Seven Means Seven

Seven Means Seven

McEwan_Keukelaar_200.jpg

The New Zealand website, Stuff, published an interview with Ian McEwan this week, which contains one particularly strange moment. The interviewer asks the admittedly awkward question,
“Compared to other writers how much talent do you think you have?”
And McEwan answers:
“Seven.”

Well, what does that mean? I’ve only heard local literati legend David Wolkowsky use the word “seven” as cryptically as it is used here. As David uses it, it is a polite and deliberately obscure way of saying to a confidant, “shut up.” It means, “Your question is not appropriate, and I will not acknowledge it. Seven.” If you were speaking, rather than asking, it means, “You didn’t say what you just said. We didn’t hear you. Seven.”

In all the wilds of the web, I have been unable to find a definition of “Seven” which accords with David’s usage, and yet I have to believe it’s not the idiosyncrasy of a single man. But what else could McEwan have meant here? Please, if you have any theories, let me know.

Ian McEwan was part of of our 2007 Seminar, Wondrous Strange: Mystery, Intrigue, and Psychological Drama. We have a podcast of him reading from On Chesil Beach.
Thanks to Nan Klingener, aka, The Bone Island Book Blog for pointing me to this interview.

4 thoughts on “Seven Means Seven

  1. James Gleick says:

    I think it’s analogous to Bob Dylan’s famous answer to the reporter who asked how many of his contemporaries were “protest singers”:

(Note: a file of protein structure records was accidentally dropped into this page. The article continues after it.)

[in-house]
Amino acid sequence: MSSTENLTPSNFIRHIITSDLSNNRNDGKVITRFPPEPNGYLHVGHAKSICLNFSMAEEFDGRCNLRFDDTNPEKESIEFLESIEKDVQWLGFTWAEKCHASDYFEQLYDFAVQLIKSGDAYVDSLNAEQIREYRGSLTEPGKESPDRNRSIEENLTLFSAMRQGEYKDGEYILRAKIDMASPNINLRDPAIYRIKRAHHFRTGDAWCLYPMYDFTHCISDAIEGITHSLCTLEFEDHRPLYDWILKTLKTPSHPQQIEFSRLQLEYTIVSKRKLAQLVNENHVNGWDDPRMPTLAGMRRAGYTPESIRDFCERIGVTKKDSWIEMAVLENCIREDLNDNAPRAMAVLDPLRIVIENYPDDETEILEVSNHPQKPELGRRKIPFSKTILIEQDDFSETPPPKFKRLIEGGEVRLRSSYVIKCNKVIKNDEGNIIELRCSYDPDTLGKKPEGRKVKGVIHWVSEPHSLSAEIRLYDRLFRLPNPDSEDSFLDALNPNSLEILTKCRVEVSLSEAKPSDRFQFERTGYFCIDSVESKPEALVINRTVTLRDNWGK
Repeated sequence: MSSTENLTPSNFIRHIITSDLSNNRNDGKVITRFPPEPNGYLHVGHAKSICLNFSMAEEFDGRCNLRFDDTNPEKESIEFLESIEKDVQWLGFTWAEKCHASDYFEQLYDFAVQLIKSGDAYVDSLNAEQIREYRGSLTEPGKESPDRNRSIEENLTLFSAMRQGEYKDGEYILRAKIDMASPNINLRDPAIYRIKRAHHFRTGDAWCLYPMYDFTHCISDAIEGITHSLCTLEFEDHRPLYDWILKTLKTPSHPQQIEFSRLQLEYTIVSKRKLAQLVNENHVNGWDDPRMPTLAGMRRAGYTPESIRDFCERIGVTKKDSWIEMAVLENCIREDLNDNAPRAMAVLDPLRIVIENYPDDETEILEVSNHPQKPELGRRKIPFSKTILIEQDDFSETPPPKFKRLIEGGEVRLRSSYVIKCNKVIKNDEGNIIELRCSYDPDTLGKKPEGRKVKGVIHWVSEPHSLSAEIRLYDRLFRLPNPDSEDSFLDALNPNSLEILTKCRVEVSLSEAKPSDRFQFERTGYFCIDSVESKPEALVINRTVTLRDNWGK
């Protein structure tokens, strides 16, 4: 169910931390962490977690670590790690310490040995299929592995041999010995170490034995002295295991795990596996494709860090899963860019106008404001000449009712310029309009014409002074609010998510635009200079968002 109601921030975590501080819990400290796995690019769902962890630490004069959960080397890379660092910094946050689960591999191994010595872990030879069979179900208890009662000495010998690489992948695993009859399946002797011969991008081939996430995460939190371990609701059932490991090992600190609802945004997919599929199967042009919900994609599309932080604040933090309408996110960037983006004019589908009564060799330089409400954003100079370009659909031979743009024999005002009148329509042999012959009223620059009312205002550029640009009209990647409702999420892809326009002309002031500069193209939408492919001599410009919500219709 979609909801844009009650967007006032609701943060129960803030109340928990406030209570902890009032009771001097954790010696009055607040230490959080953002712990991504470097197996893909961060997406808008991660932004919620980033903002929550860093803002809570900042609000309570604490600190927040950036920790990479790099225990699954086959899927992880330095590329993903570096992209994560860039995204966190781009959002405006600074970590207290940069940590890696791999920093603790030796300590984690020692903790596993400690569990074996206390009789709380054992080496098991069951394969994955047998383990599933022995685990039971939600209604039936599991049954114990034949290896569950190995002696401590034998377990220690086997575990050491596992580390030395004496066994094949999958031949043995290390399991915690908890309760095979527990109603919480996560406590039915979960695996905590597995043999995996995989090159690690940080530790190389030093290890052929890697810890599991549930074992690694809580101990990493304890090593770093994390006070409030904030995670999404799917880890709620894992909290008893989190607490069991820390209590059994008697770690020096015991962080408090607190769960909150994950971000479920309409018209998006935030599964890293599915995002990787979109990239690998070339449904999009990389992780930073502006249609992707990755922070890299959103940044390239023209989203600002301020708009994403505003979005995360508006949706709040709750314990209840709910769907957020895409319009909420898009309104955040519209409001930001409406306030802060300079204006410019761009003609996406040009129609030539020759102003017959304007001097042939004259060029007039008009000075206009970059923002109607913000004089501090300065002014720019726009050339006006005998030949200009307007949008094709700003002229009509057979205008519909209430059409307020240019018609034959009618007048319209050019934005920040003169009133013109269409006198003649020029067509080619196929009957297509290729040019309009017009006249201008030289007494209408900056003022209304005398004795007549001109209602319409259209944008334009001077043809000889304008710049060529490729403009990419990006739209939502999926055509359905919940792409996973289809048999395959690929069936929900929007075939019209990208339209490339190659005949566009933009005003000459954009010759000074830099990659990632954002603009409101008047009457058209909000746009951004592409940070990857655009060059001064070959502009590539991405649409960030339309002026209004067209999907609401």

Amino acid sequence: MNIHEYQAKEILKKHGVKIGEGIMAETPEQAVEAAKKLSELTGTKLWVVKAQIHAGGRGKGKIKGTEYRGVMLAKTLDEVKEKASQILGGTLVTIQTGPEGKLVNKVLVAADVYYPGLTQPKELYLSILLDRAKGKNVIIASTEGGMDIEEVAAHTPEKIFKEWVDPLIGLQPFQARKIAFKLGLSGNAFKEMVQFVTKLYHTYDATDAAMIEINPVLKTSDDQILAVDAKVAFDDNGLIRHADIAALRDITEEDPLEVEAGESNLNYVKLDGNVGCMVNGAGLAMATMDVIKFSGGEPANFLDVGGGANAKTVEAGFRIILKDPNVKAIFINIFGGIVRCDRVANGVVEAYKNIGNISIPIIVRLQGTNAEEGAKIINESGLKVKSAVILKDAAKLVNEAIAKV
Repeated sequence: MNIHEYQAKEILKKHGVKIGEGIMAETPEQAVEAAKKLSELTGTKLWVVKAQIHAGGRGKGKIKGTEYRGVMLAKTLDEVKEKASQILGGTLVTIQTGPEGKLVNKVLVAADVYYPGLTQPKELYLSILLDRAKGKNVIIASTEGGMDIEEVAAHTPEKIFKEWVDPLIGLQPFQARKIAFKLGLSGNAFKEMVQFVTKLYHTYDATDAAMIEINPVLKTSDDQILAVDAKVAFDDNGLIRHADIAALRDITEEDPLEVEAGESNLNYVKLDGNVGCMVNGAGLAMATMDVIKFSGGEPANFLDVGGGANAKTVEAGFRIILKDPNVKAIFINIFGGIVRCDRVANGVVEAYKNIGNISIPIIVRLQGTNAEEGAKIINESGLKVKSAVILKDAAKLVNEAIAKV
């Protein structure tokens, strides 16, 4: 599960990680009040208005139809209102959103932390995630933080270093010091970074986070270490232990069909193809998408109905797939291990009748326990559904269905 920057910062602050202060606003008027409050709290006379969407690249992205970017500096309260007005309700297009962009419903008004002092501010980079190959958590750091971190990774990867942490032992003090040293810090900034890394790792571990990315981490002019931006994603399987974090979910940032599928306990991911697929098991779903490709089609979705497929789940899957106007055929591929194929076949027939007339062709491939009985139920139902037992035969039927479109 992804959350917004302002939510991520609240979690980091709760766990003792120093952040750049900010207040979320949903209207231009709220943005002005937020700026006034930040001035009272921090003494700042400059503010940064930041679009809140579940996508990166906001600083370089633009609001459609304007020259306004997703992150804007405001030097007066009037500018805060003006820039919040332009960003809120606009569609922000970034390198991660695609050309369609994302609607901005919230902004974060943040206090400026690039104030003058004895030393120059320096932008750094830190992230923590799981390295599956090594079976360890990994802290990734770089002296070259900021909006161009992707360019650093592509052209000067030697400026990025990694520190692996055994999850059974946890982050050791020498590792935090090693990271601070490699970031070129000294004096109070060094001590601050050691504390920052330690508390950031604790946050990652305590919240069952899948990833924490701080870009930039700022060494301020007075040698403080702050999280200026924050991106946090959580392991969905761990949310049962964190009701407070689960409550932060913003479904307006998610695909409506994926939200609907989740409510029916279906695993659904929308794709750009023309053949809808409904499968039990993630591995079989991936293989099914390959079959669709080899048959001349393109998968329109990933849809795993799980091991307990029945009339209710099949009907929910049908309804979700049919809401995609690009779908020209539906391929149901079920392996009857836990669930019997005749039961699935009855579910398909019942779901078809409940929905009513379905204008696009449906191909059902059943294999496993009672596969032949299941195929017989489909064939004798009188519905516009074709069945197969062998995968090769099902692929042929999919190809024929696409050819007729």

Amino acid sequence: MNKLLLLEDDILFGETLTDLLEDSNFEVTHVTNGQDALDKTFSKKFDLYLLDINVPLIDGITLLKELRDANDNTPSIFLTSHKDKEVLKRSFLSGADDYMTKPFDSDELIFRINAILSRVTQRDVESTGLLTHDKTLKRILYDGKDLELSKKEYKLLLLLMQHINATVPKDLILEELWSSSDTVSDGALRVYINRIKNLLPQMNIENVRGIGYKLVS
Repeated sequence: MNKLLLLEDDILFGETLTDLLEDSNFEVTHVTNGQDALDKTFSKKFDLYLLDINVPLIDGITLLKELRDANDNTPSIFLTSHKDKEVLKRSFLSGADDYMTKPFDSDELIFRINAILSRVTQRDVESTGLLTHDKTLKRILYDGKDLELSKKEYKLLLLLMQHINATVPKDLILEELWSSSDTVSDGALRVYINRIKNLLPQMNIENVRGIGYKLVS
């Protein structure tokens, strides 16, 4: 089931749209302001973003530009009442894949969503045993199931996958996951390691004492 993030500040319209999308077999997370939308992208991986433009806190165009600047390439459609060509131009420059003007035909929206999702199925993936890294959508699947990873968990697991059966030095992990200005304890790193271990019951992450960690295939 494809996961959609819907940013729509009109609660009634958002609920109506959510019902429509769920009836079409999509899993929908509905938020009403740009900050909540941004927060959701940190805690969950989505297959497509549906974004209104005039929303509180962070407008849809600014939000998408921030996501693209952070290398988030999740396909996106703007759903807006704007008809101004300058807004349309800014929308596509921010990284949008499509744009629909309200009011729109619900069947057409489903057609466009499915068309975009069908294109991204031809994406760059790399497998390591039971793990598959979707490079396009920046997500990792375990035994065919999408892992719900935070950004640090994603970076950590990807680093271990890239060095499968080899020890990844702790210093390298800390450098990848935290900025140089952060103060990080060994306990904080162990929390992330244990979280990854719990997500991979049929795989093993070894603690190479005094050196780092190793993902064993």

Dylan: “I think there’s about 136.”
    Reporter: “You say ABOUT 136, or you mean exactly 136?”
    Dylan: “It’s either 136 or 142.”

  2. Dave Cannon says:

    The “seven” answer may mean Mr McEwan has a high opinion of his talent.
    The favored servant in the Parable of the Talents, Matthew 25:14-30, only had five talents.

  3. What about seven on the popular scale – from one to ten?
    As in, “Too bad I didn’t get to meet your girlfriend.”
    “Yeah, I just have this picture with me.”
    “Oh. Pretty cute. Seven.”

  4. I used to personal train David Wolkowsky in 2005. When we would walk, he wanted to make sure he was walking tall and with his shoulders back. If he began to hunch, I was suppose to say “seven”. I never knew why “seven” and respected his wishes as it seemed to keep him on task. I thought it was odd…funny that I found someone else who knew him and that this is his “word”.

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